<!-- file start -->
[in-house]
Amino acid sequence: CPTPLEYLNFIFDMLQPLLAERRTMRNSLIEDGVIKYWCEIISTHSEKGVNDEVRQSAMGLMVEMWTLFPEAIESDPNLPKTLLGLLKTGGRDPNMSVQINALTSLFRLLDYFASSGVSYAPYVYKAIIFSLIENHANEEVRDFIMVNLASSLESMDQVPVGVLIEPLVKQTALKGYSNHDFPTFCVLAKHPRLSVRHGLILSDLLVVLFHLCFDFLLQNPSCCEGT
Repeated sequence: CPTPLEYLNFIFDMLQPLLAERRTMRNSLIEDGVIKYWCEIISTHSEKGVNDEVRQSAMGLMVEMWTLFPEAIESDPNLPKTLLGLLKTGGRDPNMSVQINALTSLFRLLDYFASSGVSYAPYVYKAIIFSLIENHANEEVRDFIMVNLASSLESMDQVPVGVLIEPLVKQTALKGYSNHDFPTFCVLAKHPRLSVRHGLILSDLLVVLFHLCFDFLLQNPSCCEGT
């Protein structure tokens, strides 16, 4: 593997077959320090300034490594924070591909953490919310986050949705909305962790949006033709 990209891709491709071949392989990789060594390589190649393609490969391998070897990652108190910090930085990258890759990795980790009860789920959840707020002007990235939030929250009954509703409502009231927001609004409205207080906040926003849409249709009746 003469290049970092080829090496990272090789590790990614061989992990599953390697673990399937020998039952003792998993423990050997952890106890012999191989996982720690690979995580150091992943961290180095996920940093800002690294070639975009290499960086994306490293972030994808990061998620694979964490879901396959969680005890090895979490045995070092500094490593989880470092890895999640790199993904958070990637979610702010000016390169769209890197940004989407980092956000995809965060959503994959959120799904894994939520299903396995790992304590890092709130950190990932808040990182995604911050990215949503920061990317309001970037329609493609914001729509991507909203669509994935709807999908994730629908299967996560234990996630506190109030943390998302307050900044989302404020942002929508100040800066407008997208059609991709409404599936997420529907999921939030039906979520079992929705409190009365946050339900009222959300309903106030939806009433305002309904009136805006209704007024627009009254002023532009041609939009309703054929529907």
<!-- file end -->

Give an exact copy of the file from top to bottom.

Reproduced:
[in-house]
Amino acid sequence: CPTPLEYLNFIFDMLQPLLAERRTMRNSLIEDGVIKYWCEIISTHSEKGVNDEVRQSAMGLMVEMWTLFPEAIESDPNLPKTLLGLLKTGGRDPNMSVQINALTSLFRLLDYFASSGVSYAPYVYKAIIFSLIENHANEEVRDFIMVNLASSLESMDQVPVGVLIEPLVKQTALKGYSNHDFPTFCVLAKHPRLSVRHGLILSDLLVVLFHLCFDFLLQNPSCCEGT
Repeated sequence: CPTPLEYLNFIFDMLQPLLAERRTMRNSLIEDGVIKYWCEIISTHSEKGVNDEVRQSAMGLMVEMWTLFPEAIESDPNLPKTLLGLLKTGGRDPNMSVQINALTSLFRLLDYFASSGVSYAPYVYKAIIFSLIENHANEEVRDFIMVNLASSLESMDQVPVGVLIEPLVKQTALKGYSNHDFPTFCVLAKHPRLSVRHGLILSDLLVVLFHLCFDFLLQNPSCCEGT
């Protein structure tokens, strides 16, 4: 593997077959320090300034490594924070591909953490919310986050949705909305962790949006033709 990209891709491709071949392989990789060594390589190649393609490969391998070897990652108190910090930085990258890759990795980790009860789920959840707020002007990235939030929250009954509703409502009231927001609004409205207080906040926003849409249709009746 003469290049970092080829090496990272090789590790990614061989992990599953390697673990399937020998039952003792998993423990050997952890106890012999191989996982720690690979995580150091992943961290180095996920940093800002690294070639975009290499960086994306490293972030994808990061998620694979964490879901396959969680005890090895979490045995070092500094490593989880470092890895999640790199993904958070990637979610702010000016390169769209890197940004989407980092956000995809965060959503994959959120799904894994939520299903396995790992304590890092709130950190990932808040990182995604911050990215949503920061990317309001970037329609493609914001729509991507909203669509994935709807999908994730629908299967996560234990996630506190109030943390998302307050900044989302404020942002929508100040800066407008997208059609991709409404599936997420529907999921939030039906979520079992929705409190009365946050339900009222959300309903106030939806009433305002309904009136805006209704007024627009009254002023532009041609939009309703054929529907």